Process Safety Management in the Pipeline Industry: Parallels and Differences between the Pipeline Integrity Management (IMP) Rule of the Office of Pipeline Safety and the PSM/RMP Approach for Process Facilities
MetadataShow full item record
In 2001, the federal Office of Pipeline Safety promulgated its Pipeline Integrity Management Rule for hazardous liquid pipelines. A similar rule for gas pipelines is due in 2002. These rules derive from formal risk management initiatives of both the pipeline industry and the regulators beginning in the early to mid-1990s. The initiatives and resulting rules built on many of the process safety and risk management concepts and frameworks of the process industries, as modified for pipelines. Looking closely at the parallels and the differences is an interesting study of how the technical, public and industry-specific requirements affect the types of regulations, supporting management system frameworks and the technical activities for improving hazardous materials process safety. This paper is based on the experience of the author in project work with federal and state regulators and with industry groups and companies, in both the process and pipeline industries over the last 17 years. It provides insights into various alternative pathways for communicating process safety concepts and improving process safety as the concepts are translated into specific company and even individual employee actions. It specifically highlights how the commonalities and differences in the types and configurations of physical assets and operating practices of the pipeline companies and process facilities affect respective cultures, language and actions for process safety management.
DeWolf, Glenn B. (2002). Process Safety Management in the Pipeline Industry: Parallels and Differences between the Pipeline Integrity Management (IMP) Rule of the Office of Pipeline Safety and the PSM/RMP Approach for Process Facilities. Mary Kay O'Connor Process Safety Center; Texas &M University. Libraries. Available electronically from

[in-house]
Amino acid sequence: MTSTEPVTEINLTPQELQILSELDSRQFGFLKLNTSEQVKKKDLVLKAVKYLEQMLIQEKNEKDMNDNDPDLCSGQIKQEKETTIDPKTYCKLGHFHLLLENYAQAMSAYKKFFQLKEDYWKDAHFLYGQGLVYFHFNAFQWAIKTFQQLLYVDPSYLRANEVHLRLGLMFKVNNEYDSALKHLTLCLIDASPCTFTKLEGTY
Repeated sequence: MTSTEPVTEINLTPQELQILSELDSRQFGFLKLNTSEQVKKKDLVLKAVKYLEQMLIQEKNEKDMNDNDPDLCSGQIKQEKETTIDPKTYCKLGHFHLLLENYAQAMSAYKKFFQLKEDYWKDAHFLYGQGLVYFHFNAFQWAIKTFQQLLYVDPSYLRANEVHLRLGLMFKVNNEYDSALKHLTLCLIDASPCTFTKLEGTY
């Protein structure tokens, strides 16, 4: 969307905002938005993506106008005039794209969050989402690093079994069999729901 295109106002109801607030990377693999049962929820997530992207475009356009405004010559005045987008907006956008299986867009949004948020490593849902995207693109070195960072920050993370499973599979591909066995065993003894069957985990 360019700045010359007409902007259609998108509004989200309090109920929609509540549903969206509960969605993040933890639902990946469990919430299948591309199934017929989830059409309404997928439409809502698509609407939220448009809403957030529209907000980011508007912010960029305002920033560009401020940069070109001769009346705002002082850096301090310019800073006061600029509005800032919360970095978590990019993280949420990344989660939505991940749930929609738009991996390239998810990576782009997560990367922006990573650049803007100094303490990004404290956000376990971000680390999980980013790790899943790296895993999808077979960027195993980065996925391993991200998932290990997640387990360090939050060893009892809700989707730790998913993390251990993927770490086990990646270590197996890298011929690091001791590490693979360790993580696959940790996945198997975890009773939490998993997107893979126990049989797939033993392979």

Showing items related by title, author, creator and subject.
Not all pipelines are created equal. Pipelines have different characteristics, and would therefore show different levels of integrity and fail differently. The failure mode and cause of a given pipeline depends on several factors including the design, operating and environmental parameters. A new tool was developed to evaluate pipeline integrity and assess its potential failure mode, patterns, and rate based on the critical pipeline parameters. These parameters include the pipeline material of construction, wall thickness, operating pressure, service material, backfill medium/material, age, coating, pipeline size and other relevant parameters. The new tool was developed using pipeline data collected from the European Union, UK, and USA for pipeline failures over four decades. Failure models and patterns were analyzed, and over 60,000 failure modes/pattern combination were identified. The tool predicts the failure mode and patterns in terms of failure rate distribution by size of leak and its causes. It also shows the relative Pipeline Risk Index, defined as the pipeline’s potential failure rate relative to average pipeline population in the industry within similar pipeline categories. Ignition probabilities for pipeline failures were also analyzed and are predicted by this tool for each pipeline leak depending on the leak characteristics. Aloqaily, Arafat M. (Mary Kay O'Connor Process Safety Center; Texas &M University. Libraries, 2016)Not all pipelines are created equal. Pipelines have different characteristics, and would therefore show different levels of integrity and fail differently. The failure mode and cause of a given pipeline depends on several ...
Economic and Conservation Evaluation of Capital Renovation Projects: Edinburg Irrigation District Hidalgo County No. 1 - 72" Pipeline Replacing Delivery Canal and Multi-Size Pipeline Replacing Delivery Canal Rister, M. Edward; Lacewell, Ronald D.; Sturdivant, Allen W.; Robinson, John R.C.; Popp, Michael C.; Ellis, John R. (Texas Water Resources Institute, 2002-11)Initial construction costs and net annual changes in operating and maintenance expenses are identified for the capital renovation project proposed by Edinburg Irrigation District Hidalgo County No. 1 to the North American ...
Economic and Conservation Evaluation of Capital Renovation Projects: Hidalgo County Irrigation District No. 2 (San Juan) - 48" Pipeline Replacing Wisconsin Canal - Final Rister, Edward; Lacewell, Ronald; Sturdivant, Allen; Robinson, John; Popp, Michael (Texas Water Resources Institute, 2003-07)Initial construction costs and net annual changes in operating and maintenance expenses are identified for a single-component capital renovation project proposed by Hidalgo County Irrigation District No. 2, (a.k.a. San ...